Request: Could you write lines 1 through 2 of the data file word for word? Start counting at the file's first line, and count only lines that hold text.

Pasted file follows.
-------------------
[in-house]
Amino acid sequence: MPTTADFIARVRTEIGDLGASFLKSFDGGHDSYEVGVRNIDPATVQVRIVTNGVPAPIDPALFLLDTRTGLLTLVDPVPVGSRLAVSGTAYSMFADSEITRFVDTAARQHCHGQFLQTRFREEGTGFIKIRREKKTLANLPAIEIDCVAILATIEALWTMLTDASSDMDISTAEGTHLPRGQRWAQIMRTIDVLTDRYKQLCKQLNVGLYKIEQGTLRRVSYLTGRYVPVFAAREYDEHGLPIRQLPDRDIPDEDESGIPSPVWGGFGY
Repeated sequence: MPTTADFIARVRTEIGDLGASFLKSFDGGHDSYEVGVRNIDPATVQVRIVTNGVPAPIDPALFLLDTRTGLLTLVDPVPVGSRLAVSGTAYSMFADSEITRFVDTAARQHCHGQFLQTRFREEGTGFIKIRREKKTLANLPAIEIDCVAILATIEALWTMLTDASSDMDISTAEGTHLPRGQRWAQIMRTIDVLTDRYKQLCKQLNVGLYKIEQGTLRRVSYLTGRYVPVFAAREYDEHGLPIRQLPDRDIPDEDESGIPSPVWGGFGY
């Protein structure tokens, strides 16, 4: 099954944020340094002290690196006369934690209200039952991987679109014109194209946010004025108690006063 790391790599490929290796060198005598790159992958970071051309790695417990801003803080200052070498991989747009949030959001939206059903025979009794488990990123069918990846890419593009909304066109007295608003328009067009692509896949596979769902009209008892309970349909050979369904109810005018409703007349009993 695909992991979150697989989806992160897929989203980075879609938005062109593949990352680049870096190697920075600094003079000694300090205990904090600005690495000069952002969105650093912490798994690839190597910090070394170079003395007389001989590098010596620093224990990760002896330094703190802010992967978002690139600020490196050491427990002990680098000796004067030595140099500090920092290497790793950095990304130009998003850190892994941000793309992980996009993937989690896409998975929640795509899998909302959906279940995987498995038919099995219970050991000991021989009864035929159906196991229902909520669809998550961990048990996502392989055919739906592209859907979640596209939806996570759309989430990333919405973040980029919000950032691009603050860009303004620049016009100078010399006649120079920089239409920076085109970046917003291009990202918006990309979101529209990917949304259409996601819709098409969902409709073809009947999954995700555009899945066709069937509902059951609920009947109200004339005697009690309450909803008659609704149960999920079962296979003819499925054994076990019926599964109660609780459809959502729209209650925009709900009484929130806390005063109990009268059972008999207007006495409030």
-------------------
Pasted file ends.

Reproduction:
[in-house]
Amino acid sequence: MPTTADFIARVRTEIGDLGASFLKSFDGGHDSYEVGVRNIDPATVQVRIVTNGVPAPIDPALFLLDTRTGLLTLVDPVPVGSRLAVSGTAYSMFADSEITRFVDTAARQHCHGQFLQTRFREEGTGFIKIRREKKTLANLPAIEIDCVAILATIEALWTMLTDASSDMDISTAEGTHLPRGQRWAQIMRTIDVLTDRYKQLCKQLNVGLYKIEQGTLRRVSYLTGRYVPVFAAREYDEHGLPIRQLPDRDIPDEDESGIPSPVWGGFGY